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  • Gossip and Fiction in Summer 1858: the Dickens Scandal and The Gordian Knot
  • William F. Long (bio)

This paper draws attention to a contemporary fictional context of the Dickens marital breakdown in the summer of 1858.


The breakdown of the marriage of Charles and Catherine Dickens in May 1858 provoked speculation about the involvement of a “third party.” Dickens addressed the gossip on 25 May in a letter seemingly intended only for private circulation among the London literati and clubmen to whom the gossip was then largely confined. Locating the origin of the breakdown solely in differences between himself and his wife, and highly critical of Catherine, he referred to “a young lady” whose name had been “coupled with this separation” and who he knew “to be innocent and pure.” In August, the account found its way into public print and thereafter was referred to by Dickens as the “Violated Letter.”

He also composed a more guarded “Personal” statement directed to his public. In it he wrote of “Some domestic trouble of mine […] of a sacredly private nature” and “misrepresentations, most grossly false, most monstrous, and most cruel” which implicated “innocent persons.” The statement appeared on 7 June in The Times and elsewhere and was widely reproduced. Mainstream London newspapers, operating in a culture restrained when it came to printing unsubstantiated scandal and mindful of British libel law, published Dickens’s statement with little if any explanatory gloss. More explicit accounts of the rumors, supplied by London correspondents, appeared in contemporary American, provincial British and Irish, and Australian newspapers. (Leary “Viral”; Long “Miss Ternan”, “Third Party”) Several reported that the gossip included reference to a young actress with whom Dickens had acted in Manchester the previous year.1 [End Page 207]

An Author and a Novel

Denied accounts in their newspapers of commentary on the Dickens scandal, readers in London were nevertheless able in the summer of 1858 to follow the sensational progress of another contemporary marital breakdown. The hit novel of the season, issued in monthly numbers from late December 1857, was an eminently readable story written “with more than the usual refinement.”2 Its opening number received almost universally positive notices.3 Such enthusiasm did not, in general, diminish. By the seventh installment the reviewer in the Era was writing of its author:

we linger over every word of his pages with a keen sense of intellectual enjoyment. His characters are not the mere reflections of external life, they are the shadowings of the inward spirit, and it augurs a high order of merit to so represent them. In this graphic and admirable story […] the reader will find something more than the surface manners of society; something above the superficial tone of life and events, with which popular authors usually regale us; and we have no hesitation in saying, that from this work [… the author] will take a literary status, second to no writer of the day.4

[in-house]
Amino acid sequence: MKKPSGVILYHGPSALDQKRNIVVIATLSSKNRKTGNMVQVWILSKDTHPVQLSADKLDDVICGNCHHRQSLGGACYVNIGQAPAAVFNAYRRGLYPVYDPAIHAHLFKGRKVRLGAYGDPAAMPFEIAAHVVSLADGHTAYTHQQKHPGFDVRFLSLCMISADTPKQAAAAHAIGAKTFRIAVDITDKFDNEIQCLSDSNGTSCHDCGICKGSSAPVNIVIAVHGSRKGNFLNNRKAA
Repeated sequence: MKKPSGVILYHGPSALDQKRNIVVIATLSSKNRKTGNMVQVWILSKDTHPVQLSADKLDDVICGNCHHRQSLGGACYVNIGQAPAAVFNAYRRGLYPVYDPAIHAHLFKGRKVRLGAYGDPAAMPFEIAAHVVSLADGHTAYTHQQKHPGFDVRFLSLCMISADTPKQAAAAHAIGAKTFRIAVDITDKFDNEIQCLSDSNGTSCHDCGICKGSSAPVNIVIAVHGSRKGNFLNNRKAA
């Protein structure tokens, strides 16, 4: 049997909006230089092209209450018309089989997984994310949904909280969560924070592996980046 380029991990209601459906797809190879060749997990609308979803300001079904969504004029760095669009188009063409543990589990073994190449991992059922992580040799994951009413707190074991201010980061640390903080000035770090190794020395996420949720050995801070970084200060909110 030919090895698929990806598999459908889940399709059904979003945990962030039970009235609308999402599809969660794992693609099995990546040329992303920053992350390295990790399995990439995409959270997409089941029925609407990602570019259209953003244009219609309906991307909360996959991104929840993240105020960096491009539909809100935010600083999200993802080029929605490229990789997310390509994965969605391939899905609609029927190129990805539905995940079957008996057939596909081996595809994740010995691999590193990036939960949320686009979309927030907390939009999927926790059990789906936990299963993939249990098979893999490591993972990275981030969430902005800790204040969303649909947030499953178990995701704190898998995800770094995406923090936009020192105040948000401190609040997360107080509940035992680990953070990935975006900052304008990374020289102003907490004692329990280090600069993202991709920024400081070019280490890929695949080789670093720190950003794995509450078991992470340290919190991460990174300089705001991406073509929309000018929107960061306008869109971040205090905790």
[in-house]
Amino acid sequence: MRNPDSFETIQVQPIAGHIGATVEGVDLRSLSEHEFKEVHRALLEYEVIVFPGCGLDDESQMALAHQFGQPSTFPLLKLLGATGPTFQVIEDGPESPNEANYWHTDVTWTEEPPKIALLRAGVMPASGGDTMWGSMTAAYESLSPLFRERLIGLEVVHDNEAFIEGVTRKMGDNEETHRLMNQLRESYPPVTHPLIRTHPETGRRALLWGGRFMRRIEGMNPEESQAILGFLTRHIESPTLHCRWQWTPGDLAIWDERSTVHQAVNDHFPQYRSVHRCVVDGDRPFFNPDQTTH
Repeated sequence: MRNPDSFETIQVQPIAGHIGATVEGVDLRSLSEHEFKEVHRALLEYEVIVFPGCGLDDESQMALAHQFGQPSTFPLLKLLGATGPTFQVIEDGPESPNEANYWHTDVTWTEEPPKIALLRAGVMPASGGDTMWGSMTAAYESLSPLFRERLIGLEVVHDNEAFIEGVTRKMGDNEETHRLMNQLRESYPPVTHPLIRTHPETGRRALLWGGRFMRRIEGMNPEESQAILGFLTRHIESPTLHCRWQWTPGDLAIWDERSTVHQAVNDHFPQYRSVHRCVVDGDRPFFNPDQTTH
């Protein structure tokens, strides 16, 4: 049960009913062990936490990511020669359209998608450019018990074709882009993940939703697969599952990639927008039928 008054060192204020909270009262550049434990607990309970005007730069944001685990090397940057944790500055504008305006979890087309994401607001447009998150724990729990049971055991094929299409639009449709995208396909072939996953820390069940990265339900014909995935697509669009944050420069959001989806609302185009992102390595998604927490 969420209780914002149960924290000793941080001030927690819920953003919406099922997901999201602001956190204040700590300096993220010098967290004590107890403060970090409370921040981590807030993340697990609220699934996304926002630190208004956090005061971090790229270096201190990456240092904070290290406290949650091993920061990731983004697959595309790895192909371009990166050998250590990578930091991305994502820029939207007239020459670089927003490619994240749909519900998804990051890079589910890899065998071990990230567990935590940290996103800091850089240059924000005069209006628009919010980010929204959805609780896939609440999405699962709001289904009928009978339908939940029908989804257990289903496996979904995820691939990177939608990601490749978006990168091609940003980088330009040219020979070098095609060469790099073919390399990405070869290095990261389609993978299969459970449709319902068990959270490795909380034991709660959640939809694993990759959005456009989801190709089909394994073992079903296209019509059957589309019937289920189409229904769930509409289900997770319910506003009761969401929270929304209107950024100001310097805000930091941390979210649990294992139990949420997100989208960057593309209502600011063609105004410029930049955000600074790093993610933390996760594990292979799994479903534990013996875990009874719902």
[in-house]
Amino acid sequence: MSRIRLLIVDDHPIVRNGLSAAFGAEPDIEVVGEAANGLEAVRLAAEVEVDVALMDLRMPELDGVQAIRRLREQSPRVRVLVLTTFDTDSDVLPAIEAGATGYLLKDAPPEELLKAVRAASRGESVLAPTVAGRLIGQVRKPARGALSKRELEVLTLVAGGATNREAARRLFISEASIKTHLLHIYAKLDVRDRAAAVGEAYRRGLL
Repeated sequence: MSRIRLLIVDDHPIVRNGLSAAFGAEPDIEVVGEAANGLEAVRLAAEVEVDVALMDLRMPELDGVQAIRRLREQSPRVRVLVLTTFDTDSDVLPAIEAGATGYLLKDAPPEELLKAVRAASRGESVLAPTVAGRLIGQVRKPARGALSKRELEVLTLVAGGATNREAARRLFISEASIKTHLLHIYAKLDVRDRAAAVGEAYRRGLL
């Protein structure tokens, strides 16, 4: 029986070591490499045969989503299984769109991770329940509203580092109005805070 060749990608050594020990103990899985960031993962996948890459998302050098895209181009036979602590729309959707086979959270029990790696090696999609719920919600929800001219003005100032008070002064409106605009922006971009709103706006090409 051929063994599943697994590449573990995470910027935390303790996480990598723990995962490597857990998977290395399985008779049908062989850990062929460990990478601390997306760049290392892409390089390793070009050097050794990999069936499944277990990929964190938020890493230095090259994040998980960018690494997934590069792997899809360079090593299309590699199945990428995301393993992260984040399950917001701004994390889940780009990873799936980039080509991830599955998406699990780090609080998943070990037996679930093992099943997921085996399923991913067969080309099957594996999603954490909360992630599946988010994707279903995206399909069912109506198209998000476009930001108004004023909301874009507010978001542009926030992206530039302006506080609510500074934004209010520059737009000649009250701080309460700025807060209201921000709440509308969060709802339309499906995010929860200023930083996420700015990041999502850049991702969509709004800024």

The author of this remarkable work was a former Morning Chronicle reporter and soon-to-be editor of the Literary Gazette. He was a contributor to, salaried staff member of and future editor of Punch. (Some said in the 1850s that he wrote all–or at least all the best–letterpress of that comic journal5). As such, he was an intimate of Thackeray, John Leech and Mark Lemon (the then editor of the magazine) among many others, and participated prominently in the gossipy “table talk” at the weekly dinners attended by its staff. He contributed to a wide range of other periodicals and wrote for the theater. A former parliamentary reporter, he wrote entertainingly on (among many other things) topical political matters. He was a member of [End Page 208] the Garrick Club. He was witty, had a bitingly sharp way with words both orally and in print, and was erudite, sociable and hardworking. He moved in the world of the newspaper and periodical office, the private dinner party and the formal gentlemen’s dinner, the green room and the gentleman’s club. In short, he inhabited the circle in which the rumors about Dickens’s marital troubles were then circulating, and to which Dickens had addressed his...


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pp. 207-223
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